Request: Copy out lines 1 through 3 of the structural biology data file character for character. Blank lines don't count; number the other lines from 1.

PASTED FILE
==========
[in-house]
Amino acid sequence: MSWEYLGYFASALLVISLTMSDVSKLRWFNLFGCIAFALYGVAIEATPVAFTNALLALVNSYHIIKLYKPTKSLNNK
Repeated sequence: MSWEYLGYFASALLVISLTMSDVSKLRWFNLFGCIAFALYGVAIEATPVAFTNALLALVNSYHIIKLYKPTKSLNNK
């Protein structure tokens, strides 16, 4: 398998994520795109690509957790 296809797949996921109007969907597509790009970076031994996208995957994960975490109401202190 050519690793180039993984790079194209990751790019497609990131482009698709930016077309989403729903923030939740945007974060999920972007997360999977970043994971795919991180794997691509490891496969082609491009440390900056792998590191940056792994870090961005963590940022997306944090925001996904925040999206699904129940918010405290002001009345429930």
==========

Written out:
[in-house]
Amino acid sequence: MSWEYLGYFASALLVISLTMSDVSKLRWFNLFGCIAFALYGVAIEATPVAFTNALLALVNSYHIIKLYKPTKSLNNK
Repeated sequence: MSWEYLGYFASALLVISLTMSDVSKLRWFNLFGCIAFALYGVAIEATPVAFTNALLALVNSYHIIKLYKPTKSLNNK